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Lyles College of Engineering

Mary Teichert speaking at a press conference

Beavers Charitable Trust gift supports construction faculty position

The Department of Construction Management at Fresno State celebrated a $500,000 gift from the Beavers Charitable Trust, along with additional gifts from DeSilva Gates Construction, Teichert Construction, Kiewit Corporation and Browning Contractors, Inc. – bringing the total to $674,000. 

University officials and the Beavers Charitable Trust representatives recognized the gift with a celebration in front of Fresno State’s Engineering East building on Jan. 27.

“The strong partnerships that we have with the Beavers Charitable Trust and the other industry leaders have a major impact on our students’ success,” said Dr. Ram Nunna, dean of the Lyles College of Engineering at Fresno State. “We are grateful for the relationships we have with them. These partnerships help us to enhance our programs and develop the next generation of construction industry leaders.”

The Beavers Charitable Trust, a non-profit organization first established in 1977 by the board of directors of Beavers Inc., awards millions of dollars annually in scholarships to support educational institutions focused on heavy construction. These grants not only support education, but also help build the next generation of heavy civil construction leaders. 

In 2020, the organization made an impactful investment by committing to give $100,000 per year for five years to establish an endowment to fund a faculty position in heavy civil construction at the Lyles College. 

Both the gift and the proposed faculty position were unique. The position required the recruitment of a faculty member with a blend of industry and academic experience. In July 2020, Dr. Maria Calahorra-Jimenez was selected as the Beavers Heavy Civil Construction Faculty Fellow. 

Calahorra-Jimenez holds a Ph.D. in civil engineering from the University of Colorado, Boulder and a Ph.D. in engineering science from the Catholic University of Chile.

“The gift is an amazing opportunity that has positively impacted my teaching career,” Calahorra-Jimenez said. “It has allowed me to focus on an area that I really love while having the opportunity to interact and collaborate with great professionals from the heavy civil industry. This collaboration helps me to improve my classes and also supports my professional growth.”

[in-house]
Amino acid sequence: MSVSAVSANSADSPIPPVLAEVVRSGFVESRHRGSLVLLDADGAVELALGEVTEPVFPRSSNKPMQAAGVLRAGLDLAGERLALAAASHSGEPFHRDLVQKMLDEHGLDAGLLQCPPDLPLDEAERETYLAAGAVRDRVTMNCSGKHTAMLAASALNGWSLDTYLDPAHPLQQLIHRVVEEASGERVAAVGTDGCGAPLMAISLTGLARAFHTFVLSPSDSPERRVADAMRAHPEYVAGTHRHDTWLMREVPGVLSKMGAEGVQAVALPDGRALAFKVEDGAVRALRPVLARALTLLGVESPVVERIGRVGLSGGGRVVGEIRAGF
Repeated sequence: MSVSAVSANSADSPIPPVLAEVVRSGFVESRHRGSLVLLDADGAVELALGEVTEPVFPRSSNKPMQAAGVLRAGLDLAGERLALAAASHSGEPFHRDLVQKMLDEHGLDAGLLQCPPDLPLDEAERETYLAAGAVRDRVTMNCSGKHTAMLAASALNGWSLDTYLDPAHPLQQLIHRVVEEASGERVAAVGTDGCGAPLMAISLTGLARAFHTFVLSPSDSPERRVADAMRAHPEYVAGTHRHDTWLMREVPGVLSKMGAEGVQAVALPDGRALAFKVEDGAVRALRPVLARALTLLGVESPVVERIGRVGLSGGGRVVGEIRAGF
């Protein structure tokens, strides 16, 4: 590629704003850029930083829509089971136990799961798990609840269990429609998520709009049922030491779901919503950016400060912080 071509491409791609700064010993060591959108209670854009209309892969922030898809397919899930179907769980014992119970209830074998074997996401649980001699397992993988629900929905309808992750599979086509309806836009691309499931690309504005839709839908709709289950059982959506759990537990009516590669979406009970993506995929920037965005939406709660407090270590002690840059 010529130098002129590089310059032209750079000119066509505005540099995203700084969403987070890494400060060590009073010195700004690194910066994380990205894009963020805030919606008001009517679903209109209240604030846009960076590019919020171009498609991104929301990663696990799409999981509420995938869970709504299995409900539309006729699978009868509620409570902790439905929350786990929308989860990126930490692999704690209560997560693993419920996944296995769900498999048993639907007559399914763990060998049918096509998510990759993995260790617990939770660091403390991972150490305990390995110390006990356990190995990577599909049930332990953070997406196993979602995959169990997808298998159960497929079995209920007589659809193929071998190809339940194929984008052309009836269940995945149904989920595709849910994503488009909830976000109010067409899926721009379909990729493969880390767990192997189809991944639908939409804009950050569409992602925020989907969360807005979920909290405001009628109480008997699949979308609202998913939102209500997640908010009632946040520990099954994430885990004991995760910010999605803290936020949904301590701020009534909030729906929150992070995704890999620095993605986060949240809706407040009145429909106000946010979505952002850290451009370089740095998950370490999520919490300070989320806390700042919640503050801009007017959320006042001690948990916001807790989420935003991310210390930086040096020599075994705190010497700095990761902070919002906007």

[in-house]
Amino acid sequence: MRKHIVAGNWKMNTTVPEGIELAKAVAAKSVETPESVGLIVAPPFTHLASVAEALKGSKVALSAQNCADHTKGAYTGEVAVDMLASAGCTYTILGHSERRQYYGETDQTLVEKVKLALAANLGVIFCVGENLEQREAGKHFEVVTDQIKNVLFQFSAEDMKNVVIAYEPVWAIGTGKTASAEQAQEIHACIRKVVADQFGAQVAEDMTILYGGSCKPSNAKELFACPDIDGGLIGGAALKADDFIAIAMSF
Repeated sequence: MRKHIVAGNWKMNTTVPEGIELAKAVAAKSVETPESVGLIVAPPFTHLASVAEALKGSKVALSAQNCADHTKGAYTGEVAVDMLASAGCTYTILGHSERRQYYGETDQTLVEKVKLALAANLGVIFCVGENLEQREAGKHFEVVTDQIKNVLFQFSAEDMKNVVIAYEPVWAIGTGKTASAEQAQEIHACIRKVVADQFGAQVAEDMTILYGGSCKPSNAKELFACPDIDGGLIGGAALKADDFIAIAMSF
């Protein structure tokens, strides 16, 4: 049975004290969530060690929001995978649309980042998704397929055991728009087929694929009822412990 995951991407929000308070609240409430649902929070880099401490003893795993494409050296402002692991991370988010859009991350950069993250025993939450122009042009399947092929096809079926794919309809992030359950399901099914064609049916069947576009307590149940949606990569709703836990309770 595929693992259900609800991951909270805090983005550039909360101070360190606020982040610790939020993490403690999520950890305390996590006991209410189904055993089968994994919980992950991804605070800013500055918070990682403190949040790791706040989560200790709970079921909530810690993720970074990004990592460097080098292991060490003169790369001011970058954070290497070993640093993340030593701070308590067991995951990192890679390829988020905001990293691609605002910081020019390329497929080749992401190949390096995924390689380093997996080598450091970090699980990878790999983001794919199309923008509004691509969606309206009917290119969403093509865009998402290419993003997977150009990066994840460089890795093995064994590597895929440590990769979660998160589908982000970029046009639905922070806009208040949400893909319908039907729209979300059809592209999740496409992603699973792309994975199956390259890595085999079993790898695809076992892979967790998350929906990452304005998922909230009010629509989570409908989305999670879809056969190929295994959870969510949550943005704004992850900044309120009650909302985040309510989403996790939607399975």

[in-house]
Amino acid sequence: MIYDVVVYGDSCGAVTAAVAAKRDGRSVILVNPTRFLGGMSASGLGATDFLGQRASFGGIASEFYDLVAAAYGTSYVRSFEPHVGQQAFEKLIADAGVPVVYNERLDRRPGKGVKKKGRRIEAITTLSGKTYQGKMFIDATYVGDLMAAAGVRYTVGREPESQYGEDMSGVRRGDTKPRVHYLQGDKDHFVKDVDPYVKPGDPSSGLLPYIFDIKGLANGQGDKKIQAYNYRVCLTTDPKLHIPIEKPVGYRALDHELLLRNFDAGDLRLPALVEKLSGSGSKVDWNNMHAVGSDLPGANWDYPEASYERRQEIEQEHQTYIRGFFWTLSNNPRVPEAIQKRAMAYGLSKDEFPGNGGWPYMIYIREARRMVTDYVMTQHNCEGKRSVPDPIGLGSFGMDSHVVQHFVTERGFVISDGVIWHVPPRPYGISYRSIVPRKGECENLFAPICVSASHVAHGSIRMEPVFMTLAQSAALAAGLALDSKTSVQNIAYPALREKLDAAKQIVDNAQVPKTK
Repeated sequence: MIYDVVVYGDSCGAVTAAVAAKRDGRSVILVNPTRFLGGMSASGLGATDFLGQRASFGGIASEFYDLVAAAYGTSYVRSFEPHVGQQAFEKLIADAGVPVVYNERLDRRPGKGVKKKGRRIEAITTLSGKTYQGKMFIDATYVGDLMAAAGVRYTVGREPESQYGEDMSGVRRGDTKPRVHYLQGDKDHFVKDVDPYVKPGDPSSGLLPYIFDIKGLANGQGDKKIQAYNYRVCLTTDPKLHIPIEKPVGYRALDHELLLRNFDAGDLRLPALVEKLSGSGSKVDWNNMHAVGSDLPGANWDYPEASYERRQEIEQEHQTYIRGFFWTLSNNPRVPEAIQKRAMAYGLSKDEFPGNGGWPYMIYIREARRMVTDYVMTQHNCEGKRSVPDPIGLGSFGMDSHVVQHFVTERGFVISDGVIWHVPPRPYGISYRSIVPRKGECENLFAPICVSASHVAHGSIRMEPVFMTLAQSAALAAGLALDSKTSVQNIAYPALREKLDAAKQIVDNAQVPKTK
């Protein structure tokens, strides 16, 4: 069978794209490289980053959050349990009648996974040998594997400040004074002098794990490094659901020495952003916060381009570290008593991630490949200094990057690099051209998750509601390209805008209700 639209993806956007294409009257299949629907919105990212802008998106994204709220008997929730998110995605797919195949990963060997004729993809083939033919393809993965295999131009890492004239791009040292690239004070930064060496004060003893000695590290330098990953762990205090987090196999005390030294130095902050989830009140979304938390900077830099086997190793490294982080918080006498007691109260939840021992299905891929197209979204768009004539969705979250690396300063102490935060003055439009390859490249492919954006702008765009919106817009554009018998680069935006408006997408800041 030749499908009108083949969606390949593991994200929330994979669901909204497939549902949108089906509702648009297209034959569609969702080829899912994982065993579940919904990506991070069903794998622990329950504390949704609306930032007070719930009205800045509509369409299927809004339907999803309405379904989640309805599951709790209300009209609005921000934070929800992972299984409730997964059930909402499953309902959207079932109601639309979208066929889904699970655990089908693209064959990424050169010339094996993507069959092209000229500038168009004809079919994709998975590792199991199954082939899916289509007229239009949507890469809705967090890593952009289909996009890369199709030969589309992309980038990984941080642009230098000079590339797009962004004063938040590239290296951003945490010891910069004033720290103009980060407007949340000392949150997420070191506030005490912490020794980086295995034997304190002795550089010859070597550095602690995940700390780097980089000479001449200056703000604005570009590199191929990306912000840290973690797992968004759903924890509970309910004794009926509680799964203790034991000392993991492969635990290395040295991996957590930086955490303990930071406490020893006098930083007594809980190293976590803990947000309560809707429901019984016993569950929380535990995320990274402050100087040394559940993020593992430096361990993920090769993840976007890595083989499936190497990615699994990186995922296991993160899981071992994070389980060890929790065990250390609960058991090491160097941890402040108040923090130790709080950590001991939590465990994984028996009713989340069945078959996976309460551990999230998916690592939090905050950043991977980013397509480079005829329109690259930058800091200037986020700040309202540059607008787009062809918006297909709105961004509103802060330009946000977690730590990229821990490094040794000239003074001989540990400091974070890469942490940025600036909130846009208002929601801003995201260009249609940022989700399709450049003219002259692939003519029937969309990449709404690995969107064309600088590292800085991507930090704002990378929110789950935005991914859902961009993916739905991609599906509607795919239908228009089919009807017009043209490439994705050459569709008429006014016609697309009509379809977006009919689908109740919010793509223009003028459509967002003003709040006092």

Before earning her doctoral degrees, Calahorra-Jimenez worked at international engineering firms for 14 years. She served as technical office manager, project manager, and project engineer involved in the design and construction of more than 100 infrastructure projects — totaling nearly $2 billion — in Spain and Chile.

Since joining the Lyles College, Calahorra-Jimenez has bolstered the college’s heavy civil curriculum. She also coaches the heavy civil section of the Lyles College Associated Schools of Construction team that competes annually. With her guidance, the team works on projects provided by industry members that require analyzing drawings, figuring out how to build a project, and defining a schedule and a cost estimate.

“Having a professor that has worked in the heavy civil industry and could provide expert assistance whenever we had questions about what we were reading and estimating was extremely beneficial,” said Gerardo De Jesus Salazar, who completed a bachelor’s degree in civil engineering with a minor in construction management this past fall. 

Salazar competed with the Associated Schools of Construction team twice during his time as a student at Fresno State under the direction of Calahorra-Jimenez. Salazar’s interest in bridges and transportation along with his desire to learn about the fundamentals of construction management led him to the heavy civil construction sector.

Last year, Salazar received the Lamberson Memorial Scholarship from the Beavers Charitable Trust. The scholarship awards up to $25,000 to an undergraduate student going into the heavy civil construction industry.

“Not only did the scholarship help me finish college debt-free, it also allowed me to focus on my internship, senior design and closing out my degree while eliminating the stress of having to work while going to school,” Salazar said. 

Salazar will begin a new role as a project engineer at Walsh Construction this month. He said he hopes students’ interest in the heavy civil construction industry will continue to grow.

“The Beavers Charitable Trust and partnering companies are opening a door to expanding heavy civil within the Lyles College through their support,” Salazar said. “It’s clear that they are committed to helping students here succeed.”